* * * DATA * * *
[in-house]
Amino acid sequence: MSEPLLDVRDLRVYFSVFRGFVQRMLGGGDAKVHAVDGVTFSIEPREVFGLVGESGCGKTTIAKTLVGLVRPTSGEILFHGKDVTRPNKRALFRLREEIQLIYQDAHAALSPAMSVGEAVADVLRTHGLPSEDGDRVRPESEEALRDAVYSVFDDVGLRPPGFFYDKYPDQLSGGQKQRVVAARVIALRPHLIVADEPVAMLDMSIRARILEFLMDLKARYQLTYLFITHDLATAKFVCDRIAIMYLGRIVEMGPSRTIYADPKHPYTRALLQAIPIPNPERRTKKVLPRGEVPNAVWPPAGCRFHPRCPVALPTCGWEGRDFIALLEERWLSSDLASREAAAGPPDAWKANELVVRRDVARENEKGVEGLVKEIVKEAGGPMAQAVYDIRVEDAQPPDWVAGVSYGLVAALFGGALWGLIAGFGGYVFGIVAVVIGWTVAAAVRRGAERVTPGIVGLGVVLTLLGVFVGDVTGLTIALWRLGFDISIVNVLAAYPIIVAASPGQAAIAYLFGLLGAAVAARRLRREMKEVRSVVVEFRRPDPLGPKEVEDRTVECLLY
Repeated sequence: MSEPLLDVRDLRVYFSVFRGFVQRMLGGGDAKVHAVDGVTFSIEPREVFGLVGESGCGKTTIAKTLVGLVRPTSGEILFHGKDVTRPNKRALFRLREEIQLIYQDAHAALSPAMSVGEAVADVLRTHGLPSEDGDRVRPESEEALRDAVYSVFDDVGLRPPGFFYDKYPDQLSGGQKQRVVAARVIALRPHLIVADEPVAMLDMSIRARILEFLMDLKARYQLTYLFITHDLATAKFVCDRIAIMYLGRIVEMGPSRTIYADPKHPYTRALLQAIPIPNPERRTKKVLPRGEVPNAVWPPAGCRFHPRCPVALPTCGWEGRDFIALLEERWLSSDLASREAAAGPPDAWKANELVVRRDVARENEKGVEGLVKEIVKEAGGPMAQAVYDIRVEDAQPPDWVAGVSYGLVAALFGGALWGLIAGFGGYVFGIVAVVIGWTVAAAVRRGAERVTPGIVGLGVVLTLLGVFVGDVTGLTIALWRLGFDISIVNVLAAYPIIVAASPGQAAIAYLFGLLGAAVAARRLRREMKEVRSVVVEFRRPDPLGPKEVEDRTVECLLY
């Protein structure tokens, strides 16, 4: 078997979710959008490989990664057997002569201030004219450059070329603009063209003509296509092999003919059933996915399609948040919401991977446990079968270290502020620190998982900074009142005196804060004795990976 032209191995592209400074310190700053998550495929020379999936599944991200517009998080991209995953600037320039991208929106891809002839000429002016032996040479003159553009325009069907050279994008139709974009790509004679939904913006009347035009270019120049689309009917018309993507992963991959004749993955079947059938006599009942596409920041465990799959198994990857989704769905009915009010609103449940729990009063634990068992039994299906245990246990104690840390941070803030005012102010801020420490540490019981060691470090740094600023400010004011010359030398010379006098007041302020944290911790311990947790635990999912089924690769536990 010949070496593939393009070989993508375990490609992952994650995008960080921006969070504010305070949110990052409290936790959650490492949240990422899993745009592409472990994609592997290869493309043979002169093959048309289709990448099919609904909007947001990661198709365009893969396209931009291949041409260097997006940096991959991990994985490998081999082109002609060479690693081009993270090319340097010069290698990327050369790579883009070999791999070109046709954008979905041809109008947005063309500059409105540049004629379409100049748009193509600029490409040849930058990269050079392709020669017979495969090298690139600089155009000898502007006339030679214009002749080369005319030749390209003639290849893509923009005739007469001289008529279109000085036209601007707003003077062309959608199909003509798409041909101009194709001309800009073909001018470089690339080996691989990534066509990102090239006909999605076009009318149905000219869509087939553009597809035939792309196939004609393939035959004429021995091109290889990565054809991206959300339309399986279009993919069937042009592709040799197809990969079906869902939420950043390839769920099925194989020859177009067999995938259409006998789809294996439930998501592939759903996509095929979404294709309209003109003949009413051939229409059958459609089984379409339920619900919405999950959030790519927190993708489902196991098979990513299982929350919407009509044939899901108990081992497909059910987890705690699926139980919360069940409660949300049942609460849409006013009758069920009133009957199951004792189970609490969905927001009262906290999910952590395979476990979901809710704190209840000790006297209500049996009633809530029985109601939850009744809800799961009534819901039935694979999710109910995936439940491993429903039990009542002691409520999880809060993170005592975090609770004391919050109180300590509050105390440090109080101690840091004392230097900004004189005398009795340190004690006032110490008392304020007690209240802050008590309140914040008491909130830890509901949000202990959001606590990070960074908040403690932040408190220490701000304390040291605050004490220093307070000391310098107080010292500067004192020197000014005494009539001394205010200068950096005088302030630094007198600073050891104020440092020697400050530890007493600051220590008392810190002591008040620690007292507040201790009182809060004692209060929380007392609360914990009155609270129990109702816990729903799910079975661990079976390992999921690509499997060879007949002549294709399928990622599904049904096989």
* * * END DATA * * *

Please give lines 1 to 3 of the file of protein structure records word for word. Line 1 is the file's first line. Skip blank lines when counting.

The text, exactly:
[in-house]
Amino acid sequence: MSEPLLDVRDLRVYFSVFRGFVQRMLGGGDAKVHAVDGVTFSIEPREVFGLVGESGCGKTTIAKTLVGLVRPTSGEILFHGKDVTRPNKRALFRLREEIQLIYQDAHAALSPAMSVGEAVADVLRTHGLPSEDGDRVRPESEEALRDAVYSVFDDVGLRPPGFFYDKYPDQLSGGQKQRVVAARVIALRPHLIVADEPVAMLDMSIRARILEFLMDLKARYQLTYLFITHDLATAKFVCDRIAIMYLGRIVEMGPSRTIYADPKHPYTRALLQAIPIPNPERRTKKVLPRGEVPNAVWPPAGCRFHPRCPVALPTCGWEGRDFIALLEERWLSSDLASREAAAGPPDAWKANELVVRRDVARENEKGVEGLVKEIVKEAGGPMAQAVYDIRVEDAQPPDWVAGVSYGLVAALFGGALWGLIAGFGGYVFGIVAVVIGWTVAAAVRRGAERVTPGIVGLGVVLTLLGVFVGDVTGLTIALWRLGFDISIVNVLAAYPIIVAASPGQAAIAYLFGLLGAAVAARRLRREMKEVRSVVVEFRRPDPLGPKEVEDRTVECLLY
Repeated sequence: MSEPLLDVRDLRVYFSVFRGFVQRMLGGGDAKVHAVDGVTFSIEPREVFGLVGESGCGKTTIAKTLVGLVRPTSGEILFHGKDVTRPNKRALFRLREEIQLIYQDAHAALSPAMSVGEAVADVLRTHGLPSEDGDRVRPESEEALRDAVYSVFDDVGLRPPGFFYDKYPDQLSGGQKQRVVAARVIALRPHLIVADEPVAMLDMSIRARILEFLMDLKARYQLTYLFITHDLATAKFVCDRIAIMYLGRIVEMGPSRTIYADPKHPYTRALLQAIPIPNPERRTKKVLPRGEVPNAVWPPAGCRFHPRCPVALPTCGWEGRDFIALLEERWLSSDLASREAAAGPPDAWKANELVVRRDVARENEKGVEGLVKEIVKEAGGPMAQAVYDIRVEDAQPPDWVAGVSYGLVAALFGGALWGLIAGFGGYVFGIVAVVIGWTVAAAVRRGAERVTPGIVGLGVVLTLLGVFVGDVTGLTIALWRLGFDISIVNVLAAYPIIVAASPGQAAIAYLFGLLGAAVAARRLRREMKEVRSVVVEFRRPDPLGPKEVEDRTVECLLY